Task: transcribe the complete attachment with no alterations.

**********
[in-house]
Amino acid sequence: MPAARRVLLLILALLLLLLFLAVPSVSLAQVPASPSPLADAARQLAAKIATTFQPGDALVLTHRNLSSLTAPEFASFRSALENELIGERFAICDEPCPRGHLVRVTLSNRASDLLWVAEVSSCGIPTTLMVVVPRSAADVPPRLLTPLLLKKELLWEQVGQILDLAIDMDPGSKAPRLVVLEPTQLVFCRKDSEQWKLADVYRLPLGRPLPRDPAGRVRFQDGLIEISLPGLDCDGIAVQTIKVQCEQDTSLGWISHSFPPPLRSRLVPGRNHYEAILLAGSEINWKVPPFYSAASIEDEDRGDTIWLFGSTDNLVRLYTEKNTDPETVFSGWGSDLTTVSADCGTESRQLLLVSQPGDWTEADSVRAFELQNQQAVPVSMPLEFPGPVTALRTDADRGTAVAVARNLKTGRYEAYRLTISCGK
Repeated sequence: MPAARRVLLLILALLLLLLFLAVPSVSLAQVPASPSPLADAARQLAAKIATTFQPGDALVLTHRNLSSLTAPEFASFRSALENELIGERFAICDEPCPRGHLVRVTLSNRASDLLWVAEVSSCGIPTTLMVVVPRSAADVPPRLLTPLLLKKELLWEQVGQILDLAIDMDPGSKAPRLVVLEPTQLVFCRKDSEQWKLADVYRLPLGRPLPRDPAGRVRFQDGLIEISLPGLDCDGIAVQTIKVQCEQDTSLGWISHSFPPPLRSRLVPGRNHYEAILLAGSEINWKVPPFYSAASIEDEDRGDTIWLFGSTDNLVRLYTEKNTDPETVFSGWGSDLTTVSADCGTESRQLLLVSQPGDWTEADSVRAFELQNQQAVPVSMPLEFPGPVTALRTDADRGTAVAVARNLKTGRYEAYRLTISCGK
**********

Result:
[in-house]
Amino acid sequence: MPAARRVLLLILALLLLLLFLAVPSVSLAQVPASPSPLADAARQLAAKIATTFQPGDALVLTHRNLSSLTAPEFASFRSALENELIGERFAICDEPCPRGHLVRVTLSNRASDLLWVAEVSSCGIPTTLMVVVPRSAADVPPRLLTPLLLKKELLWEQVGQILDLAIDMDPGSKAPRLVVLEPTQLVFCRKDSEQWKLADVYRLPLGRPLPRDPAGRVRFQDGLIEISLPGLDCDGIAVQTIKVQCEQDTSLGWISHSFPPPLRSRLVPGRNHYEAILLAGSEINWKVPPFYSAASIEDEDRGDTIWLFGSTDNLVRLYTEKNTDPETVFSGWGSDLTTVSADCGTESRQLLLVSQPGDWTEADSVRAFELQNQQAVPVSMPLEFPGPVTALRTDADRGTAVAVARNLKTGRYEAYRLTISCGK
Repeated sequence: MPAARRVLLLILALLLLLLFLAVPSVSLAQVPASPSPLADAARQLAAKIATTFQPGDALVLTHRNLSSLTAPEFASFRSALENELIGERFAICDEPCPRGHLVRVTLSNRASDLLWVAEVSSCGIPTTLMVVVPRSAADVPPRLLTPLLLKKELLWEQVGQILDLAIDMDPGSKAPRLVVLEPTQLVFCRKDSEQWKLADVYRLPLGRPLPRDPAGRVRFQDGLIEISLPGLDCDGIAVQTIKVQCEQDTSLGWISHSFPPPLRSRLVPGRNHYEAILLAGSEINWKVPPFYSAASIEDEDRGDTIWLFGSTDNLVRLYTEKNTDPETVFSGWGSDLTTVSADCGTESRQLLLVSQPGDWTEADSVRAFELQNQQAVPVSMPLEFPGPVTALRTDADRGTAVAVARNLKTGRYEAYRLTISCGK